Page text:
Friday, 30 December 2011
The new Sherlock Holmes film was enjoyable, in a kind of top-hatted swashbuckling way, and it made me think how much media such as film and TV influence us. Messages inside film can be powerful and a popular film may even be culturally influential, so to people who are sensitive about the spiritual temperature of society, it does matter what kind of things we are watching. Downton Abbey (much as I love it, especially that kiss in the snow) is really just escapism with a lot of nice frocks thrown in. Reading an Arthur Conan Doyle short story does a lot more for me than seeing 117 highly choreographed shots of Victorian men beating the living daylights out of each other. On the other hand, the recent BBC adaptation of Great Expectations was brilliant and thoughtful - being steeped in the Christian faith, Dickens' writing shows a deep understanding of the human condition which he lays bare inside a fantastic story, infused with the biblical motif of the Prodigal Son. So why aren't we praying for and encouraging more writers who are Christians to use their creative talents in the world of the media? We pray for teachers and vicars, nurses and maybe policemen, but when were you last in church when a Christian screenwriter or advertiser was mentioned? One such is Rhidian Brook, whose TV drama Mr Harvey Lights a Candle (2005) was one of the best written, most thought-provoking and surprising successes that year. The gospel was hidden right in there inside the brilliant script about a has-been RE teacher (Timothy Spall) who takes a group of ungrateful teenagers to Salisbury Cathedral for the day. Brook has since released an uplifting and positive film - Africa United (2010) - about a group of African children who walk 3000 miles to see the World Cup. Rev Richard Coles, Anglican priest, musician and journalist, writing about the influence of Christianity in pop music in last week's Big Issue is another example of someone who's 'in there' making a difference. To fulfil the Christian vocation to be 'salt and light' in the world, we could do with a lot more like them.
Wednesday, 21 December 2011
Reaching for the alka seltzer at 5.30am; crib services; school nativities; carol services; visits to the lonely; difficult parishioners; awkward relations and an awful lot of mince pies. This is what Christmas means to Rev. Adam Smallbone, hard-pressed vicar of St Saviour-in-the-Marshes, inner city London. It has been difficult not to be transfixed watching this unlikely success story on TV. Our Rev. is endlessly used and abused, suffers doubt, discouragement, envy, lust and everything else normal human beings (and priests) feel. Each week something goes wrong - generally he is not blessed with a large, responsive congregation - even the local school children are rude and ungrateful - and the weasly Archdeacon is constantly on his back. The Christmas episode (19.12.11) was no exception. An untimely death, a difficult father-in-law, a blow to the eye from Colin the tramp and the sheer grind of daily ministry at the church's busiest time of the year all take their toll, coming to a head at Midnight Mass. A rowdy bunch of strangers gather in church, calling out, mocking and interrupting worship, letting off party poppers while the Rev. patiently offers bread and wine for consecration on the altar. A man starts up drunkenly: 'And did those feet in ancient times...' Hardly a carol...but at the precise moment he reaches the line 'And was the Holy Lamb of God/on England's pleasant pastures seen?' Adam holds the host up for all to see. A few more rowdy, irreverent comments, and Adam sighs: 'Great is the mystery of faith.' The Holy Lamb of God not in pleasant pastures perhaps, but in the world, in the mess, and certainly amongst those who do not even recognise him.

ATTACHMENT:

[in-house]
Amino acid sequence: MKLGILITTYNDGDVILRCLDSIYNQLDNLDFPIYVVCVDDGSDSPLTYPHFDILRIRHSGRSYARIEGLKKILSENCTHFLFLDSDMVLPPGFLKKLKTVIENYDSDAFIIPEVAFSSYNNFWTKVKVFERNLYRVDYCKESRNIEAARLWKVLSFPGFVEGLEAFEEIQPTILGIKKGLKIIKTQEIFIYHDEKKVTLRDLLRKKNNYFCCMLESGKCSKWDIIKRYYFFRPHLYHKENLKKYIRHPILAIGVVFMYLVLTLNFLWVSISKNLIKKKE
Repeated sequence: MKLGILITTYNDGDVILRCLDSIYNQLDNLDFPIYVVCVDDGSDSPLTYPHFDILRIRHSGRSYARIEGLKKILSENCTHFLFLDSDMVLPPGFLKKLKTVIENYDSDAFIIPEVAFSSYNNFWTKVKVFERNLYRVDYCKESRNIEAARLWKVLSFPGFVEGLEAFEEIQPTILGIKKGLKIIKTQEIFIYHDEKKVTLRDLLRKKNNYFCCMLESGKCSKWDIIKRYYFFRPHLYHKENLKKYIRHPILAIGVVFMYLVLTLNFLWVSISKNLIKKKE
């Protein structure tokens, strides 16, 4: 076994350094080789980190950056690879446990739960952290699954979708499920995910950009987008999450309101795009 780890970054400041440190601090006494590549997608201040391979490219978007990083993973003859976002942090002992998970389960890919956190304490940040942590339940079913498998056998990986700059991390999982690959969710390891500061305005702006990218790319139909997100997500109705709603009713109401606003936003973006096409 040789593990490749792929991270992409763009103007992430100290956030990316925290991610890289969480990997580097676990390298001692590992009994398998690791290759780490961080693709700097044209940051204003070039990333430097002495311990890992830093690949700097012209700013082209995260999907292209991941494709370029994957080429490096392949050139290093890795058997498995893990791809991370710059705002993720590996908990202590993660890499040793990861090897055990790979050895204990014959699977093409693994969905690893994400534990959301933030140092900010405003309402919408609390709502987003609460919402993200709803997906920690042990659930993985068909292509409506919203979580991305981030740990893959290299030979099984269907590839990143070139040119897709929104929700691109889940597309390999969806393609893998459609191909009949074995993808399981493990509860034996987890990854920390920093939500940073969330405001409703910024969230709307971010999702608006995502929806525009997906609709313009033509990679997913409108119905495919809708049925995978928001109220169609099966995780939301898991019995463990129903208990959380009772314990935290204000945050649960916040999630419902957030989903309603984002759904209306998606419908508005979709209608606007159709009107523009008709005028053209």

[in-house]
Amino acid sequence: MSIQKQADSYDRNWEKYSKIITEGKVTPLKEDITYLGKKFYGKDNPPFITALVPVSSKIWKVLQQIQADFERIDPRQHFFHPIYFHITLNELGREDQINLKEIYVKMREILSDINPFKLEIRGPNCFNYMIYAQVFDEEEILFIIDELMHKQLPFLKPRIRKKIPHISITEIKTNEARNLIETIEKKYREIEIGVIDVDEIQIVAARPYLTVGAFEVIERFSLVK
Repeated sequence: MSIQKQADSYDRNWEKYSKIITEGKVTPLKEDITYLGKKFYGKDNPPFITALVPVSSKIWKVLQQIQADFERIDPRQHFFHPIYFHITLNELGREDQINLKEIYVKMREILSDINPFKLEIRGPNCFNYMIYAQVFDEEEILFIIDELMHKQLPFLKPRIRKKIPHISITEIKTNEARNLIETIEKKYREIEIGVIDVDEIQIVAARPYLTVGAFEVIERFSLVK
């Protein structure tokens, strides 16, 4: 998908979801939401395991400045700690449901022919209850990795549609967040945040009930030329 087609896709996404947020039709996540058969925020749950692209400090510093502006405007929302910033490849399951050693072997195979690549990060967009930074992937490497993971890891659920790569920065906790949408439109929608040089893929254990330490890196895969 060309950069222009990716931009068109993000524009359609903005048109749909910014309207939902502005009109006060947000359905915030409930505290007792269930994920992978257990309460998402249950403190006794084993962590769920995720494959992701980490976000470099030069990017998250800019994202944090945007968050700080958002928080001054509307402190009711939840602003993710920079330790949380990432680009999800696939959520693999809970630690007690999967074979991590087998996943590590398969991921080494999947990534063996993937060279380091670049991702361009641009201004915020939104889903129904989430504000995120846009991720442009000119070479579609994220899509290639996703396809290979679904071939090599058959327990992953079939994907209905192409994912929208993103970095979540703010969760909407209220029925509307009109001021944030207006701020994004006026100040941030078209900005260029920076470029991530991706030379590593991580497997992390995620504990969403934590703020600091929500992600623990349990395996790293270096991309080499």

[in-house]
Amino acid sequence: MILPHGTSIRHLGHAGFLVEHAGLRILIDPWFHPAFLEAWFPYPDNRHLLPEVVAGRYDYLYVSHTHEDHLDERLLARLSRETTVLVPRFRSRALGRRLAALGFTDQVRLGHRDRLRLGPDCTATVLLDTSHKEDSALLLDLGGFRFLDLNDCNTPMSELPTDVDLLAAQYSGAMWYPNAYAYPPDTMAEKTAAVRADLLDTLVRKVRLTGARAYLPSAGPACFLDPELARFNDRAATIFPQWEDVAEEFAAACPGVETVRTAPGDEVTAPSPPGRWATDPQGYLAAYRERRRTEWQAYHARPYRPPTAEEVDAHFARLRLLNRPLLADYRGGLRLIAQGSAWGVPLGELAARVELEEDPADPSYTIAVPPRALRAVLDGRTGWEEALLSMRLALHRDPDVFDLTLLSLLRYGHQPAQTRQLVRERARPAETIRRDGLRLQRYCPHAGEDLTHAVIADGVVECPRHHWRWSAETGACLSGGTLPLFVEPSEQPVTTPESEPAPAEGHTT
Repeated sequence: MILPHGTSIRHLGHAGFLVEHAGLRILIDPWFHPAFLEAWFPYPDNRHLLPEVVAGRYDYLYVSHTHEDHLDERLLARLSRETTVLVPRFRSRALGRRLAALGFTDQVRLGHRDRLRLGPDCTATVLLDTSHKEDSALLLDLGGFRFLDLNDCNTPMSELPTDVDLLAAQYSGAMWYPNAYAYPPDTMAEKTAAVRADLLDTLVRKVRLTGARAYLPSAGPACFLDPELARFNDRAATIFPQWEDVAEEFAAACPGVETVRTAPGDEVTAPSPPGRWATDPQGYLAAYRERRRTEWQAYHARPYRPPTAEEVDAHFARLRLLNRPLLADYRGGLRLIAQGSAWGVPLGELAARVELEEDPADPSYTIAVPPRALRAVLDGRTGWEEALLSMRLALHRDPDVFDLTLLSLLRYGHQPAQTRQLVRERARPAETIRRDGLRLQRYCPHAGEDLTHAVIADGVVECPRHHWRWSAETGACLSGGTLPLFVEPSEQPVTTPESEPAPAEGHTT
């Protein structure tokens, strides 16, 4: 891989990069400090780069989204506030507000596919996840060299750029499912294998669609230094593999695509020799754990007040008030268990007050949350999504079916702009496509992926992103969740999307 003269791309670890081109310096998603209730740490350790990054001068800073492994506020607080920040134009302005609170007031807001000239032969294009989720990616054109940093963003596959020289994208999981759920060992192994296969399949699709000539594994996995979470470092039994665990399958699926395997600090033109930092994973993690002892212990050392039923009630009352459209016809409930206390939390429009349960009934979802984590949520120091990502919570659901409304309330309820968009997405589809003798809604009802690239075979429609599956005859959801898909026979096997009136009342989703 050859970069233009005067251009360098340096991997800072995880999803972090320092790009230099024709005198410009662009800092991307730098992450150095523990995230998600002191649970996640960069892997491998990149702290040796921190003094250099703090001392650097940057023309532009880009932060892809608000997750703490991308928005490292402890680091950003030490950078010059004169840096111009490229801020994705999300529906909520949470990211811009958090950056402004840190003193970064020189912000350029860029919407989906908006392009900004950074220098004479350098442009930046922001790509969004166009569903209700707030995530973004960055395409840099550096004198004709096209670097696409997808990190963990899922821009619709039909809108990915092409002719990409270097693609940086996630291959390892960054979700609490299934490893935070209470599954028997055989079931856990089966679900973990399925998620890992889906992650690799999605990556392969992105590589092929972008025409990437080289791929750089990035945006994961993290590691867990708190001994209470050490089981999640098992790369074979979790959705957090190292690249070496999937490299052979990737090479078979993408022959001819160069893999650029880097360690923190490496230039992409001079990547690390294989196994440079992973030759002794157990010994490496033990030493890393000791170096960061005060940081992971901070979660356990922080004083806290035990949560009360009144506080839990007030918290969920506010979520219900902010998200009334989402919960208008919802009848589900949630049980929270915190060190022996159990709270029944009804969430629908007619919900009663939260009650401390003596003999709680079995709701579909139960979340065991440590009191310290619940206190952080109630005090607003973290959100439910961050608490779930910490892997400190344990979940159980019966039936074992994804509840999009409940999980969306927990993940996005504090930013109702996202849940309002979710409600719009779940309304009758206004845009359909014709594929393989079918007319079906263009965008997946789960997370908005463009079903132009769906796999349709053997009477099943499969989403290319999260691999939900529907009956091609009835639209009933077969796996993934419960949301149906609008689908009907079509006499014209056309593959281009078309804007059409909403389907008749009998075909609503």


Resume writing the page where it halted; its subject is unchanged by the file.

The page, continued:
Sunday, 18 December 2011
As a Protestant born and bred, I feel I have missed out on Mary. The Catholics have the BVM (blessed virgin Mary) all sorted - but where does that leave my tradition? That's why I'm glad for the Anglican liturgical reminder of Mary, observed today, the fourth Sunday of Advent (okay, so we actually just had our Carol Service but I managed to get the Collect about Mary in at the end.) When Christians get divided, theologically, historically and politically over some major issue, usually one side claim monopoly of ownership while the other side happilly throw the baby out with the proverbial bathwater. So I was heartened when the novelist Catherine Fox wrote an article about her (Protestant) thoughts on the mother of God in a National newspaper a couple of years ago, in an article wittily entitled 'The Virgin Mary can test everyone's assumptions' (pun on the Feast of the Assumption celebrated by Catholics in August.) In it she described how she didn't really consider Mary seriously until she herself became a mother and realised that for all her fierce maternal love, like Mary, she couldn't protect her child for ever. The Pieta, a sculpture of Mary holding the body of her crucified son in her arms, is one artist's depiction of Simeon's prophecy to Mary in Luke's gospel, that 'sorrow, like a sword, will pierce your soul also.' I love the words to a WC Smith hymn, which say 'Then the Spirit of the highest/to a virgin meek came down/and he burdened her with blessing/and he pained her with renown.' This fourth Sunday in Advent I look to Mary for a fresh reminder that bearing Christ in the world today might be a costly undertaking, but one which, like Mary, I want to say yes to.